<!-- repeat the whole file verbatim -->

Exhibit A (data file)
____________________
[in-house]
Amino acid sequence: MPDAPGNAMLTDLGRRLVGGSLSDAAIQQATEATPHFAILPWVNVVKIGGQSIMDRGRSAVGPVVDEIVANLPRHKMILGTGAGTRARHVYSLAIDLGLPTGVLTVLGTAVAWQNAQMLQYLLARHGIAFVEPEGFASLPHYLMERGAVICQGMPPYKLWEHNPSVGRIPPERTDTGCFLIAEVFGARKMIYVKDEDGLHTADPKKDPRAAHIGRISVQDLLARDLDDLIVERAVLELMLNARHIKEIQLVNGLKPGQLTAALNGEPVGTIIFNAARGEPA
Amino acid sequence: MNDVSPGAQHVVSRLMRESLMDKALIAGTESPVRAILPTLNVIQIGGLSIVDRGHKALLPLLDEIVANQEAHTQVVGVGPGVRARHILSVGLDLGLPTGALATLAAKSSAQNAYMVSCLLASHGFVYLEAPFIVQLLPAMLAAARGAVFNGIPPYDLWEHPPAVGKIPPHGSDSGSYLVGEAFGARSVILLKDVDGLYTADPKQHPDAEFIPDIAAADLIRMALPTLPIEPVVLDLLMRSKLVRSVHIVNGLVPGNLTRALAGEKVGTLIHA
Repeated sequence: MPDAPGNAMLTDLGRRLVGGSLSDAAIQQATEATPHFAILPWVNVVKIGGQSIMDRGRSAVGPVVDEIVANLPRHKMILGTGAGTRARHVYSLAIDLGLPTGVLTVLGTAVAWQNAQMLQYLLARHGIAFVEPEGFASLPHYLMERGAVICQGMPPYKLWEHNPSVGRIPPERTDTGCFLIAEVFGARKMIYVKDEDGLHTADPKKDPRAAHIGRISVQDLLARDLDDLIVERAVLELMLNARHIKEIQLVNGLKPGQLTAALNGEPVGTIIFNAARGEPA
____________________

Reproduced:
[in-house]
Amino acid sequence: MPDAPGNAMLTDLGRRLVGGSLSDAAIQQATEATPHFAILPWVNVVKIGGQSIMDRGRSAVGPVVDEIVANLPRHKMILGTGAGTRARHVYSLAIDLGLPTGVLTVLGTAVAWQNAQMLQYLLARHGIAFVEPEGFASLPHYLMERGAVICQGMPPYKLWEHNPSVGRIPPERTDTGCFLIAEVFGARKMIYVKDEDGLHTADPKKDPRAAHIGRISVQDLLARDLDDLIVERAVLELMLNARHIKEIQLVNGLKPGQLTAALNGEPVGTIIFNAARGEPA
Amino acid sequence: MNDVSPGAQHVVSRLMRESLMDKALIAGTESPVRAILPTLNVIQIGGLSIVDRGHKALLPLLDEIVANQEAHTQVVGVGPGVRARHILSVGLDLGLPTGALATLAAKSSAQNAYMVSCLLASHGFVYLEAPFIVQLLPAMLAAARGAVFNGIPPYDLWEHPPAVGKIPPHGSDSGSYLVGEAFGARSVILLKDVDGLYTADPKQHPDAEFIPDIAAADLIRMALPTLPIEPVVLDLLMRSKLVRSVHIVNGLVPGNLTRALAGEKVGTLIHA
Repeated sequence: MPDAPGNAMLTDLGRRLVGGSLSDAAIQQATEATPHFAILPWVNVVKIGGQSIMDRGRSAVGPVVDEIVANLPRHKMILGTGAGTRARHVYSLAIDLGLPTGVLTVLGTAVAWQNAQMLQYLLARHGIAFVEPEGFASLPHYLMERGAVICQGMPPYKLWEHNPSVGRIPPERTDTGCFLIAEVFGARKMIYVKDEDGLHTADPKKDPRAAHIGRISVQDLLARDLDDLIVERAVLELMLNARHIKEIQLVNGLKPGQLTAALNGEPVGTIIFNAARGEPA